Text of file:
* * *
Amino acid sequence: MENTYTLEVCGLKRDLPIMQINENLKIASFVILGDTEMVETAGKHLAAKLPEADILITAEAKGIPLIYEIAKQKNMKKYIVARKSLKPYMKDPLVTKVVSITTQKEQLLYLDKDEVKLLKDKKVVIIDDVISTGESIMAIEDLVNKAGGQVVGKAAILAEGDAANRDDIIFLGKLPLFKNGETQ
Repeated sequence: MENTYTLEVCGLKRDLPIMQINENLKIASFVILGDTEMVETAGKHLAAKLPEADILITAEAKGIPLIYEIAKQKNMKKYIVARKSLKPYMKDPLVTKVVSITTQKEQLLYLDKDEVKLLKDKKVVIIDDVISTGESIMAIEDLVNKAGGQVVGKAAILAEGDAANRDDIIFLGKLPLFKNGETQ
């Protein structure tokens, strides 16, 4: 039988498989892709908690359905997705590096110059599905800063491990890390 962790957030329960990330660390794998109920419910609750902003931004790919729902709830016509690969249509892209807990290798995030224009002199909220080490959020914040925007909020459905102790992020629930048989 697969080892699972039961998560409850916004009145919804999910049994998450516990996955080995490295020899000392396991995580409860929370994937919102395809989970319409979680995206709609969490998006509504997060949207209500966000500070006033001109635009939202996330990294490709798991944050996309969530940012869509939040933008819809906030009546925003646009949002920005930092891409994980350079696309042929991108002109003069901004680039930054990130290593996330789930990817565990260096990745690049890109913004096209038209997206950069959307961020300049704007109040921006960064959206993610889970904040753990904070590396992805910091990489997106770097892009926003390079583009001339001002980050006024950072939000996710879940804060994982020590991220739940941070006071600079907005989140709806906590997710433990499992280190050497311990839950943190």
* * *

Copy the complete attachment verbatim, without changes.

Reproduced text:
Amino acid sequence: MENTYTLEVCGLKRDLPIMQINENLKIASFVILGDTEMVETAGKHLAAKLPEADILITAEAKGIPLIYEIAKQKNMKKYIVARKSLKPYMKDPLVTKVVSITTQKEQLLYLDKDEVKLLKDKKVVIIDDVISTGESIMAIEDLVNKAGGQVVGKAAILAEGDAANRDDIIFLGKLPLFKNGETQ
Repeated sequence: MENTYTLEVCGLKRDLPIMQINENLKIASFVILGDTEMVETAGKHLAAKLPEADILITAEAKGIPLIYEIAKQKNMKKYIVARKSLKPYMKDPLVTKVVSITTQKEQLLYLDKDEVKLLKDKKVVIIDDVISTGESIMAIEDLVNKAGGQVVGKAAILAEGDAANRDDIIFLGKLPLFKNGETQ
């Protein structure tokens, strides 16, 4: 039988498989892709908690359905997705590096110059599905800063491990890390 962790957030329960990330660390794998109920419910609750902003931004790919729902709830016509690969249509892209807990290798995030224009002199909220080490959020914040925007909020459905102790992020629930048989 697969080892699972039961998560409850916004009145919804999910049994998450516990996955080995490295020899000392396991995580409860929370994937919102395809989970319409979680995206709609969490998006509504997060949207209500966000500070006033001109635009939202996330990294490709798991944050996309969530940012869509939040933008819809906030009546925003646009949002920005930092891409994980350079696309042929991108002109003069901004680039930054990130290593996330789930990817565990260096990745690049890109913004096209038209997206950069959307961020300049704007109040921006960064959206993610889970904040753990904070590396992805910091990489997106770097892009926003390079583009001339001002980050006024950072939000996710879940804060994982020590991220739940941070006071600079907005989140709806906590997710433990499992280190050497311990839950943190």